One of the widest-ranging awards issued by the United States, the Legion of Merit can be awarded to members of every U.S. uniformed service as well as to military and political figures of foreign governments, recognizing individuals' exceptionally meritorious conduct in the performance of outstanding services and achievements and/or their service to the U.S.
The medal is fifth or sixth in order of precedence depending on the branch of the armed service. It is also the only medal with a neck order besides the Medal of Honor.
The medal was first suggested in 1937, but it wasn't until July 20, 1942 that it was enacted into law. Between 1942 and 1944, the Legion of Merit was given for both meritorious service and combat valor, but the establishment of the Bronze Star refocused the criteria for this decoration.
Typically, the Legion of Merit is awarded to U.S. senior officers. In foreign countries, the medal is given in degrees: Chief Commander for heads of state or government (although FDR also gave it to WWII theatre commanders); Commander for the equivalent of a military chief of staff; Officer for a general, colonel, or equivalent position for military service or military attachés; and Legionnaire for all other recipients.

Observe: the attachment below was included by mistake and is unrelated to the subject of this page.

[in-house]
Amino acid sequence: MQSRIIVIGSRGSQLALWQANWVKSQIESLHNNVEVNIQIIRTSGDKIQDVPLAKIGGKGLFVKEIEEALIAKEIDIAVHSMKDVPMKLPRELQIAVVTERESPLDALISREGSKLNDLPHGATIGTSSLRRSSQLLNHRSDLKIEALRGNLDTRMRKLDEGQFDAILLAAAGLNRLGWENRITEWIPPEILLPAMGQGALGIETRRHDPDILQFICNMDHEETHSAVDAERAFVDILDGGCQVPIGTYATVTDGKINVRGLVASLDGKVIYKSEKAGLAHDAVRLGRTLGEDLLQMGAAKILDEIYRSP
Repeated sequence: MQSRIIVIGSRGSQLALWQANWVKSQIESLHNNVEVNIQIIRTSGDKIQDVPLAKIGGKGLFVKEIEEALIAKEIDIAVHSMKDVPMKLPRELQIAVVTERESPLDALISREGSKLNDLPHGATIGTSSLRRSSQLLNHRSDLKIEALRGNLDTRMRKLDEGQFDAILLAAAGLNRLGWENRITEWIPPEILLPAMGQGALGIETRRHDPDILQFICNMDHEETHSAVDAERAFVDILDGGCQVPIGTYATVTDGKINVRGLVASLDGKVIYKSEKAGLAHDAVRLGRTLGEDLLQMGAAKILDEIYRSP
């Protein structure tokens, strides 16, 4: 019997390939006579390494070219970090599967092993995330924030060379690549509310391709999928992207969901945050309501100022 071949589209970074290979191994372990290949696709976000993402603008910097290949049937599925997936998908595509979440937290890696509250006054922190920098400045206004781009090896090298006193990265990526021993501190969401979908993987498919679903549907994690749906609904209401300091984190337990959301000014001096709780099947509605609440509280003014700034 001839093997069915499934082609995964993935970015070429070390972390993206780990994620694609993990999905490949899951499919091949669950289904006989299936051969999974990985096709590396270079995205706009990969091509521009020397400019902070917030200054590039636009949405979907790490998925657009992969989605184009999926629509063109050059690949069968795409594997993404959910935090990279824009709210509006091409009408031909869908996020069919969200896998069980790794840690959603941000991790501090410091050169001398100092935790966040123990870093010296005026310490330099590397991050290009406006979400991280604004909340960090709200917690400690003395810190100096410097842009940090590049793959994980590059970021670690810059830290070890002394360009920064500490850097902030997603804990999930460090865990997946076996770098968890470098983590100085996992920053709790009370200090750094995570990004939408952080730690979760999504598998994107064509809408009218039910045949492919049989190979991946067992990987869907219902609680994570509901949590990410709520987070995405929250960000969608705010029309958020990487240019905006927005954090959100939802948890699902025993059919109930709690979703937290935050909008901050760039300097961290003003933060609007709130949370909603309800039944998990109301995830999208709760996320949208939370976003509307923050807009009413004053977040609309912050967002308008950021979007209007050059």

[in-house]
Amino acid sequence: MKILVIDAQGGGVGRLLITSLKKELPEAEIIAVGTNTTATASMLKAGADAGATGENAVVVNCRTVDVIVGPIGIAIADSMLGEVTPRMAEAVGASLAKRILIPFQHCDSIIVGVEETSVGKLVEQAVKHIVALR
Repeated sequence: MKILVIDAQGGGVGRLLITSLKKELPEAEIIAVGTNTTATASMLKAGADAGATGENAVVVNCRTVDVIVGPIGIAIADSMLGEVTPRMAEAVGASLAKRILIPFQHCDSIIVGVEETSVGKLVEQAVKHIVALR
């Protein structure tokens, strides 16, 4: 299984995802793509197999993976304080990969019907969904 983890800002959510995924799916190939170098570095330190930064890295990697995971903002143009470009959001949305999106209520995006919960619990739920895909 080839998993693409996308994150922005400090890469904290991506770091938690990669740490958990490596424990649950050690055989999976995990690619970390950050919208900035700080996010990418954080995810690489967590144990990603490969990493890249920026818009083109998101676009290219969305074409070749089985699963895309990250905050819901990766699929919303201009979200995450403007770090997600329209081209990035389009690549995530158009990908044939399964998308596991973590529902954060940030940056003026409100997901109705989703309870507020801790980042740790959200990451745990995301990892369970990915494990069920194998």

The elaborate medal consists of a blue enamel disc surrounded by 14 gold clouds and inscribed with 13 white enamel stars. It is superimposed on a white enamel star edged in crimson with five v-shaped points, each accented with a gold ball. That in turn is superimposed on a gold disc with an outer wreath of green enamel laurel and with gold crossed arrows between each point of the star. A gold bow is at the bottom, and the medal hangs from a gold laurel wreath suspension ring threaded with a crimson neck ribbon.
On the back is a repeat of the white star with a gold disc for engraving the recipient's name, surrounded by the phrase "Annuit Coeptis MDCCLXXXII" ("He Has Favored Our Undertakings"). The date, 1782, marks the establishment of the U.S.'s first military award, now known as the Purple Heart.

Until April 1974, the Navy and Marine Corps awarded the Legion of Merit with the “V” Combat Distinguishing Device to personnel who earned the medal while exposed to personal danger through direct participation. Both services ceased issuing the device with the medal at that time, but in January 1991 they began to again award the “V” to eligible Legion of Merit recipients. In 2017, the Department of Defense disestablished the “V” device for several awards, including the Legion of Merit, but at the same time it established “C” and “R” devices that more clearly define the conditions under which the recipient earned the medal.

A bronze oak leaf clusters is used to indicate a subsequent Legion of Merit award; a silver oak leaf cluster is worn in lieu of five bronze oak leaf clusters.

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